Thu, Jun

ONCE AGAIN, David Nakhid is embroiled in controversy. The 40-year-old Trinidad and Tobago player/coach is being asked to apologise by ex-national teammate Russell Latapy, and his business manager Wayne Mandeville, over comments made on a programme aired on NCC Channel 4 on February 10. Latapy’s management team, headed by Mandeville, has sent a letter to Nakhid, dated February 28 from his (Mandeville’s) attorneys-at-law Gittens Smart and Co. The letter stated: “On Thursday February 10, 2005, in a television morning programme.... you uttered the following words: ‘Anyone can pay a couple of people to hold up some placards outside the Oval. We know that and I know that, I speak open —  so if Mandeville or whoever want to pay a few people to hold up some placards I have no problem with that’.”

Nakhid was drawing reference to the one-man protest staged by former national striker Noel “Sammy” Llewellyn outside the Queen’s Park Oval, Port-of-Spain on February 9. The protest was during TT’s 2-1 defeat to the United States in the CONCACAF World Cup Final Round qualifying match. One of the cards read “if (Dwight) Yorke could play, give Latapy a call”. Llewellyn, one of the team’s most outspoken critics, has been vocal in his call for Yorke and Latapy to rejoin the team, instead of Nakhid, who made his return to international action last month. The letter continued: “Our client (Mandeville) further instructs us that he has, over the years, been closely associated with Russell Latapy as his business advisor and this association is well known to the public and yourself.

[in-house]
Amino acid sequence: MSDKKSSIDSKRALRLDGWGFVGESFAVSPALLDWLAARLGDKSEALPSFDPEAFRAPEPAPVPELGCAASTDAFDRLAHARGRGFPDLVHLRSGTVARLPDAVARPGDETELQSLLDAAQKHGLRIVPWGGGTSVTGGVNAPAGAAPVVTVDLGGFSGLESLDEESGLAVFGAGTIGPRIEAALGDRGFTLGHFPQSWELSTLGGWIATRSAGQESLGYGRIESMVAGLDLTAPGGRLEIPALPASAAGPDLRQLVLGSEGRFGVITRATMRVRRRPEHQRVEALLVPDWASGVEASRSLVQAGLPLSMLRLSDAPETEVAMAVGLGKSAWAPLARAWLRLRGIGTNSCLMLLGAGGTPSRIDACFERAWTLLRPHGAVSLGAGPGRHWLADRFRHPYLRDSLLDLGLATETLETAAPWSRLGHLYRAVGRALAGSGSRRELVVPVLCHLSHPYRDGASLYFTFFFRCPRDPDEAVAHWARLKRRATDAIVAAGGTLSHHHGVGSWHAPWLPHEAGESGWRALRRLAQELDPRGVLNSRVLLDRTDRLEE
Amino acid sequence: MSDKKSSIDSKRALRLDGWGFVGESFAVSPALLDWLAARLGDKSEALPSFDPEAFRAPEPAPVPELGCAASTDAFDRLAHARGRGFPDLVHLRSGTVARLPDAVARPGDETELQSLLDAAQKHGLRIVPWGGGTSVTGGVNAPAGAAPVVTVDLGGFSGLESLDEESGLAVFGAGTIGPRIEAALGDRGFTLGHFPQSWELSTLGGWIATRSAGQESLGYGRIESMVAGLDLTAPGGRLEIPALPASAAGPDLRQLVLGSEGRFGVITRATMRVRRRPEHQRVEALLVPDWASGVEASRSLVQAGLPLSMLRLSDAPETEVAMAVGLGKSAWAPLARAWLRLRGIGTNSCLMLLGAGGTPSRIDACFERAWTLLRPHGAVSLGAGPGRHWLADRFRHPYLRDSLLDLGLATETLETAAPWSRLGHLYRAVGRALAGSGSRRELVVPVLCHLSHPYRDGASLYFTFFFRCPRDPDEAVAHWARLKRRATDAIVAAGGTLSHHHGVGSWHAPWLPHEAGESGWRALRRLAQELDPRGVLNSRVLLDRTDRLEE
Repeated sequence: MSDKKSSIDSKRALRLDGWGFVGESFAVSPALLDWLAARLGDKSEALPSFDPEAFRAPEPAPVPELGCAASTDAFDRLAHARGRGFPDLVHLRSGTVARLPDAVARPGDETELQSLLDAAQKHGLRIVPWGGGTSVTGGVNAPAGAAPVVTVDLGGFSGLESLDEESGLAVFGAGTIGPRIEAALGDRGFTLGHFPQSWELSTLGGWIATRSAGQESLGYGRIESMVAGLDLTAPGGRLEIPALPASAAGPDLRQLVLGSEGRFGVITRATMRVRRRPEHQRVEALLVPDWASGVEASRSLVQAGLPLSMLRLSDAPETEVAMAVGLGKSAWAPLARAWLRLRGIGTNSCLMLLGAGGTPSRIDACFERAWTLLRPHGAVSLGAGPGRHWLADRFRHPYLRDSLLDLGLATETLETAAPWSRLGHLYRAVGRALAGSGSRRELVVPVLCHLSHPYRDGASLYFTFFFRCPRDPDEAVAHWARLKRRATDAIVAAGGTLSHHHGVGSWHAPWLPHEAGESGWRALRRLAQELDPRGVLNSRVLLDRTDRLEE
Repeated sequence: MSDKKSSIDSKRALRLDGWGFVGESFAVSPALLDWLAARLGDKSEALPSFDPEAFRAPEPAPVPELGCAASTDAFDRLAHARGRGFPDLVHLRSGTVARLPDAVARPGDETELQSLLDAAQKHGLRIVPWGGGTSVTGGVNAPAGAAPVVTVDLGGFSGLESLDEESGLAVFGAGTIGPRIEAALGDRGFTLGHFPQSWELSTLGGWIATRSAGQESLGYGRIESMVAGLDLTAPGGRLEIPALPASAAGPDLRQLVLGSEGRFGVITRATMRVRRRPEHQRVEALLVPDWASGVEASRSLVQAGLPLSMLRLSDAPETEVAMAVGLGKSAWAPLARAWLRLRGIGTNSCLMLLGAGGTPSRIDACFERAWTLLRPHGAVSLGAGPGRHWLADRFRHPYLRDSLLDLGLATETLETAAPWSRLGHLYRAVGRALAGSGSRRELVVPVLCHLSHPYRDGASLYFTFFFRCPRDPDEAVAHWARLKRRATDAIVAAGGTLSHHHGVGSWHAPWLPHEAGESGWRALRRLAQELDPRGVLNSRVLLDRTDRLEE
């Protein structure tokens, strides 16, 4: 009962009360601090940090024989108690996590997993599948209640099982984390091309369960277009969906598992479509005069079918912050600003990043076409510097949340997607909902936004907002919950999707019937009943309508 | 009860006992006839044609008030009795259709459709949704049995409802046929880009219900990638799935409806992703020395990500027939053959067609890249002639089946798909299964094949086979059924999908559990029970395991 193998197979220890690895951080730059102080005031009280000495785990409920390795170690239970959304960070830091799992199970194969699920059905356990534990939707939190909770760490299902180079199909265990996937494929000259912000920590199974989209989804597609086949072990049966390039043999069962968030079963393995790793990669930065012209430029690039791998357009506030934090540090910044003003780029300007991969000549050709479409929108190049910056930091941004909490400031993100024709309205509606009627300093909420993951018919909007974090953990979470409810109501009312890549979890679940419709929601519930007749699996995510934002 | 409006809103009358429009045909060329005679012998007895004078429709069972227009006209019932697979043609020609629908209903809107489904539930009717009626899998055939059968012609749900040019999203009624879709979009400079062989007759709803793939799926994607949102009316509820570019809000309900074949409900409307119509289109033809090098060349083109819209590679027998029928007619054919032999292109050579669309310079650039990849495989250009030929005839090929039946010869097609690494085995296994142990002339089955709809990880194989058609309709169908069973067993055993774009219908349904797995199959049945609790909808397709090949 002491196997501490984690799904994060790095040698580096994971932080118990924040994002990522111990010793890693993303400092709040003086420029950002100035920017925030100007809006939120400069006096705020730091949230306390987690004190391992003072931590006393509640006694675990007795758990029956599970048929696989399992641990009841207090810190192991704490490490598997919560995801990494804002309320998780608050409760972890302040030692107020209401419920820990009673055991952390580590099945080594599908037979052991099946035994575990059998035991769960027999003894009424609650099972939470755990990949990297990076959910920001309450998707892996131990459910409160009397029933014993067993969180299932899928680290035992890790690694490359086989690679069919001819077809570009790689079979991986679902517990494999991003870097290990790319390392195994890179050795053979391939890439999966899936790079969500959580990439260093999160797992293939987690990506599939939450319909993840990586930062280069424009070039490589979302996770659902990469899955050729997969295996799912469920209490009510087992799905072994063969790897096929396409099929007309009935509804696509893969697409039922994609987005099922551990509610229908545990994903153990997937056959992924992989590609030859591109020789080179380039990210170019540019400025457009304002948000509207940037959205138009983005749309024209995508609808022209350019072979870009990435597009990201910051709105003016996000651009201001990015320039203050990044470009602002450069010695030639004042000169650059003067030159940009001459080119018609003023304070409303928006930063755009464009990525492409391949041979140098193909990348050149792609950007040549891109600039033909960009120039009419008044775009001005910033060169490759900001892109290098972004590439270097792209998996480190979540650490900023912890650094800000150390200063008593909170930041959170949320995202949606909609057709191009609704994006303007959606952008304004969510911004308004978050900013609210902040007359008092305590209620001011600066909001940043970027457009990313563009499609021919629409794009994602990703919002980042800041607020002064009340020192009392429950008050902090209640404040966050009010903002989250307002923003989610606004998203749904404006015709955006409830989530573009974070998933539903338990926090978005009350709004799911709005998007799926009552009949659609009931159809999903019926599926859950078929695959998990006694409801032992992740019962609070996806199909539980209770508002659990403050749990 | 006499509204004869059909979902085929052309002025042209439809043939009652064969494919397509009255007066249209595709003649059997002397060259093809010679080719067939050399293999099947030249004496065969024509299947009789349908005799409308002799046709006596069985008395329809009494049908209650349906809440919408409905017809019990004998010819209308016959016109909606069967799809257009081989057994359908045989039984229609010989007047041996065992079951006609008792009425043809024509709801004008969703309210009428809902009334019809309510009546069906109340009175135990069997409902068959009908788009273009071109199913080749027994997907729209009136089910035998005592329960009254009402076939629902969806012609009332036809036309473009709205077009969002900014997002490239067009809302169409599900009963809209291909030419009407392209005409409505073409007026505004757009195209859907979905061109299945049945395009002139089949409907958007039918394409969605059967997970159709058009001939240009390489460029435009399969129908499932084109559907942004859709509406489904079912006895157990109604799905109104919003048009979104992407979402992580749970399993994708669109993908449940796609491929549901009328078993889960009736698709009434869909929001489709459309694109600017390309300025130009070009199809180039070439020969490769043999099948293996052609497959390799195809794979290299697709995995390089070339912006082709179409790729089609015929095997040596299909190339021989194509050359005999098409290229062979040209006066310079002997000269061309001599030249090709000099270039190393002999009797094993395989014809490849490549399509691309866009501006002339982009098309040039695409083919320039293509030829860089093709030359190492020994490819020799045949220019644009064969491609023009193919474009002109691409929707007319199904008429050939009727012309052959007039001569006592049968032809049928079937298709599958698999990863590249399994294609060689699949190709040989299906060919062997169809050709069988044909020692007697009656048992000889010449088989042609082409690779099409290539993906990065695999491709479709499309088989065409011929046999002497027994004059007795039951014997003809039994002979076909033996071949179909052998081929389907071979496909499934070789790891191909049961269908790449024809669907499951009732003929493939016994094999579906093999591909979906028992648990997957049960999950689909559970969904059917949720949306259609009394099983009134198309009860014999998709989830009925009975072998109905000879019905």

“We are further instructed by our client that he had no prior knowledge of such a protest and had no communication with anyone whatsoever in relation to the planning or execution of the protest.” The attorneys-at-law, acting on behalf of Latapy and Mandeville, have given Nakhid seven days, of receipt of correspondence, to respond by way of retraction of the statement and a written assurance that such allegations will not be repeated. Failure to do so can result in the consideration of additional legal options against Nakhid. Nakhid is no stranger to controversy during his playing career. During his time at Al Ansar in Lebanon, he fell out with the team’s hierachy, and by extension, the Lebanese Football Association (LFA), after they sliced his two-year deal in half.

Weeks later, he was embroiled in a dispute with the club and the LFA over a US $12,000 transfer fee of striker Peter Prosper from United Petrotrin. Nakhid, who was also accused of inciting 26 African footballers in Lebanon to protest their ill-treatment by the Federation, saw his ban lifted on September 12, 1997. The 1994 and 1995 Shell Cup MVP announced his retirement from the TT team on October 6, 1995, a decision he rescinded a month later. Last week, Nakhid was fined US$2,000 for unsportsmanlike conduct and abusive language towards referee Stanley Lancaster during TT’s 2-1 loss to Cuba in the Digicel Caribbean Cup in Barbados. He denied the charge and has called for an inquiry.